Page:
The quadratrix of Dinostratus was well known to the ancient Greek geometers, and is mentioned by Proclus, who ascribes the invention of the curve to a contemporary of Socrates, probably Hippias of Elis. Dinostratus, a Greek geometer and disciple of Plato, discussed the curve, and showed how it effected a mechanical solution of squaring the circle. Pappus, in his Collections, treats of its history, and gives two methods by which it can be generated. (1) Let a spiral line be drawn on a right circular cylinder; a screw surface is then obtained by drawing lines from every point of this spiral perpendicular to its axis. The orthogonal projection of a section of this surface by a plane containing one of the perpendiculars and inclined to the axis is the quadratrix. (2) A right cylinder having for its base an Archimedean spiral is intersected by a right circular cone which has the generating line of the cylinder passing through the initial point of the spiral for its axis. From every point of the curve of intersection, perpendiculars are drawn to the axis. Any plane section of the screw (plectoidal of Pappus) surface so obtained is the quadratrix. Another construction is shown in fig. 1. ABC is a quadrant in which the line AB and the arc AC are

Fig. 1

divided into the same number of equal parts. Radii are drawn from the centre of the quadrant to the points of division of the arc, and these radii are intersected by the lines drawn parallel to BC and through the corresponding points on the radius AB. The locus of these intersections is the quadratrix. A mechanical construction is as follows: Let AMP be a semicircle with centre O (fig. 2). Let PQ be the ordinate of the point P on the circle, and let M be another point on the circle so related to P that the ordinate PQ moves from A to O in the same time as the vector M describes a quadrant. Then the locus of the intersection of PQ and OM is the quadratrix of Dinostratus.

Fig. 2

The Cartesian equation to the curve is , which shows that the curve is symmetrical about the axis of y and that it consists of a central portion flanked by infinite branches (fig. 2). The asymptotes are x = ±2na, n being an integer. The intercept on the axis of y is 2a/π; therefore, if it were possible to accurately construct the curve, the quadrature of the circle would be effected. The curve also permits the solution of the problems of duplicating a cube (q.v.) and trisecting an angle.

Fig. 3

The quadratrix of Tschirnhausen is constructed by dividing the arc and radius of a quadrant in the same number of equal parts as before. The mutual intersections of the lines drawn from the points of division of the arc parallel to AB, and the lines drawn parallel to BC through the points of division of AB, are points on the quadratrix (fig. 3). The Cartesian equation is y = a cos πx/2a. The curve is periodic, and cuts the axis of x at the points x = ±(2n-1)a, n being an integer; the maximum values of y are ±a. Its properties are similar to those of the quadratrix of Dinostratus.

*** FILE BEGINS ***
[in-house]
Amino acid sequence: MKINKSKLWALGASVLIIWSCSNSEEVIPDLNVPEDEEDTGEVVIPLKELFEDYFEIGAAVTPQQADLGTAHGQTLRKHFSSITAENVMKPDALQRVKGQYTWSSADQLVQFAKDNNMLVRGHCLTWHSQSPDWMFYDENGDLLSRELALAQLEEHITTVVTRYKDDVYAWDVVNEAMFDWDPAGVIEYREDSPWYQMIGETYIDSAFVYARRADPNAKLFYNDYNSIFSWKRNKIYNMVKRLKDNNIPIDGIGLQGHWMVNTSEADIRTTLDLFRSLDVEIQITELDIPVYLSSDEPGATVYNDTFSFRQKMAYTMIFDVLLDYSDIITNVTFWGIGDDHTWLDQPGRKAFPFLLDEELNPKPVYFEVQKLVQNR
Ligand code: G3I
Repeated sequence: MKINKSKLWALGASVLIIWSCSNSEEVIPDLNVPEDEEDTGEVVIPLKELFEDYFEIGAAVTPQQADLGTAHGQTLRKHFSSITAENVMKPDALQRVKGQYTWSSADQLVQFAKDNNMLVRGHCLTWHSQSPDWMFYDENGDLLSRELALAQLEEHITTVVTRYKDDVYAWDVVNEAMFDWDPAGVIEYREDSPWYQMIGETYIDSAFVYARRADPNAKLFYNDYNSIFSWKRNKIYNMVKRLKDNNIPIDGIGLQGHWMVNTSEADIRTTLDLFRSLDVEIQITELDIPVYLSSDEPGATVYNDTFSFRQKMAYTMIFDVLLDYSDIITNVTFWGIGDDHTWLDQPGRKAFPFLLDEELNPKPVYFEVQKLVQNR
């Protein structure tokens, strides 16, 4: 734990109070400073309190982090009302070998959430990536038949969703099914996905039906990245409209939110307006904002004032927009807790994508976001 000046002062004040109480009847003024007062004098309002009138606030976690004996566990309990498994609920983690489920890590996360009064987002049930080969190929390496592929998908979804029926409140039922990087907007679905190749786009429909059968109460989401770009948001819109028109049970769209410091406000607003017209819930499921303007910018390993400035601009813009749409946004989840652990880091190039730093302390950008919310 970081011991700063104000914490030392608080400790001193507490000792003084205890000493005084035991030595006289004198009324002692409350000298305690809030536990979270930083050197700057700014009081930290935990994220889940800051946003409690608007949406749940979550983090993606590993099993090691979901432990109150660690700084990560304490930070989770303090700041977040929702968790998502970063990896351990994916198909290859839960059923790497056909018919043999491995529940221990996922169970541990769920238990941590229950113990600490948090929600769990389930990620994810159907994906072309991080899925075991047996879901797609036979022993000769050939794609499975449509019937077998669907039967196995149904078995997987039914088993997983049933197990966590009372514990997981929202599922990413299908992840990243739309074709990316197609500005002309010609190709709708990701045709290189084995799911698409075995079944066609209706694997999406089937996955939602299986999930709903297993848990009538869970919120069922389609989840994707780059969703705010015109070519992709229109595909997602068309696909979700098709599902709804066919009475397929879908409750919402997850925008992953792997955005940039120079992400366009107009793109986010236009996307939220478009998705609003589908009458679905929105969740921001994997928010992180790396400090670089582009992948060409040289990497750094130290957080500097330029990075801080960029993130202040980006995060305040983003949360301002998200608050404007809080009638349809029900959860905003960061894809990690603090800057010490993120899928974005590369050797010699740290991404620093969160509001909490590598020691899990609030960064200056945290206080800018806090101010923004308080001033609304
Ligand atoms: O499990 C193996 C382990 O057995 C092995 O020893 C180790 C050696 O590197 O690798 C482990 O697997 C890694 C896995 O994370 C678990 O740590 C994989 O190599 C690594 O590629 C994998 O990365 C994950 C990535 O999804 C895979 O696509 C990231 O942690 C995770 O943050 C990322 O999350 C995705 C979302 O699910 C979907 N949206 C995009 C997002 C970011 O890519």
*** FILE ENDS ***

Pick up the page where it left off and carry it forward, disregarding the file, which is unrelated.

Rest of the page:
QUADRATURE (from Lat. quadratura, a making square), in astronomy, that aspect of a heavenly body in which it makes a right angle with the direction of the sun; applied especially to the apparent position of a planet, or of the moon at first and last quarters. In mathematics, quadrature is the determination of a square equal to the area of a curve or other figure.

QUADRIGA, the ancient four-horsed chariot (Lat. quadrigae, contracted from quadrijugae), which was regarded as one of the seven sacred features in Rome. It was chiefly used, as the triumphal car of generals or emperors. The earliest example mentioned is that which was modelled in terra-cotta and raised on the pediment of the temple of Jupiter Capitolinus. In later time it formed the chief decorative feature which crowned the triumphal arches, and there are numerous representations of it on coins.

QUADRILATERAL, in geometry, a figure enclosed by four straight lines. It is also a military term applied to a combination of four fortresses mutually supporting one another. The fortresses of Namur, Liége, Maastricht, and Louvain, and also those of Silistria, Rustchuk, Shumla, and Varna, were so called. But the most famous quadrilateral was that of the four fortified towns of north Italy—Mantua, Peschiera, Verona, and Legnago,